Movie Review: Charlie’s Angels (2019)

As if we haven’t had enough sequels, remakes and reboots already this year, CHARLIE’S ANGELS has just arrived at the cinema. More of a sequel than a reboot as one scene very early on references both the TV show from the 1970s and the two films made in the 2000s, this iteration of the high kicking, crime busting female trio features multiple Bosleys as the Townsend Agency has gone global, resulting in teams of angels in place around the world each one headed up by their very own Bosley.

Sultry angel Sabina Wilson (Kristen Stewart, JT LEROY; BILLY LYNN’S LONG HALF-TIME WALK; PERSONAL SHOPPER; CAFÉ SOCIETY; STILL ALICE; CLOUDS OF SILS MARIA) has just completed her final assignment under the leadership of John Bosley, aka Bosley 1 (Sir Patrick Stewart, LOGAN, the X-MEN franchise), as the latter is retiring after 40 years of service for Charlie Townsend (voiced by John Forsythe-soundalike Robert Clotworthy). One year later, Rebekah Bosley, aka Bosley 342 (Elizabeth Banks, WALK OF SHAME; the PITCH PERFECT movies), is given an assignment involving Brock Industries, a Hamburg, Germany-based high tech company that has created a Siri-like device that will revolutionise power generation. Although company CEO Alexander Brock (Sam Claflin, ADRIFT; THEIR FINEST; ME BEFORE YOU) wants to launch the product, Elena Houglin (Naomi Scott, ALADDIN), the lead systems engineer on the Calisto project, as it is called, wants to wait as she is concerned that the technology can easily be hacked and weaponised. When six of the devices get stolen, Bosley brings together Sabina and angel Jane Kano (Ella Balinska) to protect Elena from the thieves who are trying to silence her. Together they go undercover and dress up in an array of costumes to kick some serious male butt, retrieve the devices and find out who is behind the plot to use the devices for nefarious purposes.

No one really expects this film to be any good. The question really is how bad is it? It’s pretty bad. I’ll concede that Banks, who pulls triple duty here as the film’s screenwriter and director, competently brings the franchise into the #MeToo era by dispensing with the fluff and soft porn aspects that were the hallmarks of the TV series, and creating strong but still feminine characters who are perfectly at ease swinging one-handed from a zip line while wearing six inch heels. That’s about as good as it gets though. What made the TV show worth watching (aside from Farrah Fawcett) was that the women used their brains and their good looks to get the bad guys each week. It was always fun to watch them go undercover even if all that usually involved was driving a race car, playing tennis or wearing a form-fitting jumpsuit that somehow always managed to conceal a gun. Here, the angels go undercover a couple of times but, especially the second time, their covers are barely introduced before they’re tossed aside. With these angels, it’s a lot of kicking and punching and dodging bullets while looking especially hot with their perfectly coiffed hair and slinky lamé dresses.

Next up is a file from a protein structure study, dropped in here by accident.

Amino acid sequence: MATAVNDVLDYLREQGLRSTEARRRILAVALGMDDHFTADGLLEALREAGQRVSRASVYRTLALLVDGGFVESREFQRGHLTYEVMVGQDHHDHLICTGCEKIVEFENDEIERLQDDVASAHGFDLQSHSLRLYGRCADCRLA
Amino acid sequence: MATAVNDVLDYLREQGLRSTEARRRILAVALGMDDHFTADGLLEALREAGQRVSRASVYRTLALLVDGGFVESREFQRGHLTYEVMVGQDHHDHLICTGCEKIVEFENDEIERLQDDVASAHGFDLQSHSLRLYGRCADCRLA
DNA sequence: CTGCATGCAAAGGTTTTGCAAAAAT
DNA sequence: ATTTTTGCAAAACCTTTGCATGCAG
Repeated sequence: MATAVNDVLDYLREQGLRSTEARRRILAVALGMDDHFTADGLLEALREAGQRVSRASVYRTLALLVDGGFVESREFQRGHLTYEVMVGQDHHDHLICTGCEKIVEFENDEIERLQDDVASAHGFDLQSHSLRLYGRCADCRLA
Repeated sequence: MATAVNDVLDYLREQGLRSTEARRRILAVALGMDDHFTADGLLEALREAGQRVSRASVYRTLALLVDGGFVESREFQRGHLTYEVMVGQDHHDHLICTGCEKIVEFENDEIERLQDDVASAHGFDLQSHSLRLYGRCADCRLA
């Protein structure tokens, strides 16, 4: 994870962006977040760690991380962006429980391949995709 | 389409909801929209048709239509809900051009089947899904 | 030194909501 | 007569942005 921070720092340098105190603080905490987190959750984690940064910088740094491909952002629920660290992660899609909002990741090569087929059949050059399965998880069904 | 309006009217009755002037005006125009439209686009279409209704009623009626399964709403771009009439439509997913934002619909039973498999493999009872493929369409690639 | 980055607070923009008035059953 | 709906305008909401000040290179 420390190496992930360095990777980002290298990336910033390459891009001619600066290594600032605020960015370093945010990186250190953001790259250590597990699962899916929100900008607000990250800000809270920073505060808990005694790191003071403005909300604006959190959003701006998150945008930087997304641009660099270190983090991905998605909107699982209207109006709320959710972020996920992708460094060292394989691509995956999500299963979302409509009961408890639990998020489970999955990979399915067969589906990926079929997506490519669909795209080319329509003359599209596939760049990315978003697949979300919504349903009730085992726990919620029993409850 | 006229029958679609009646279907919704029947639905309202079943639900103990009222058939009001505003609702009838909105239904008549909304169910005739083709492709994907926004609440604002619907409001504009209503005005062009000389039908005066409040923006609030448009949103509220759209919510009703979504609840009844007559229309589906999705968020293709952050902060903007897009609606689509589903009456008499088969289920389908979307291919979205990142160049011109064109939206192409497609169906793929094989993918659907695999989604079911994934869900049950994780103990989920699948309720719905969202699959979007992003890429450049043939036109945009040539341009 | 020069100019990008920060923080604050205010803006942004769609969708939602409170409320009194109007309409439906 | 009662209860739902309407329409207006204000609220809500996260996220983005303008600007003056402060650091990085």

Strangely, with a few exceptions by KStew, the story’s best lines all get delivered by the men. Mexican actor and Milo Ventimiglia lookalike, Luis Gerardo Méndez, is the best thing about the film, playing “Saint”, a Q-like character who looks after the angels’ physical, emotional, spiritual, medical, gastronomic and sartorial wellbeing. Anytime he comes on screen, the story gets interesting. As for the women, Balinska is the best of the bunch as she seems well suited for action films. The other women are completely forgettable, as is Claflin, who is the male equivalent of Emilia Clarke. He looks good but can’t act.

CHARLIE’S ANGELS is what it is. I wouldn’t run out to the cinema to watch it. I’m not sure it’s even worth watching on an airplane unless you’re really bored. Good luck, angel.

Watch the review recorded on Facebook Live on Friday, November 15th, 8:30 am HK time!

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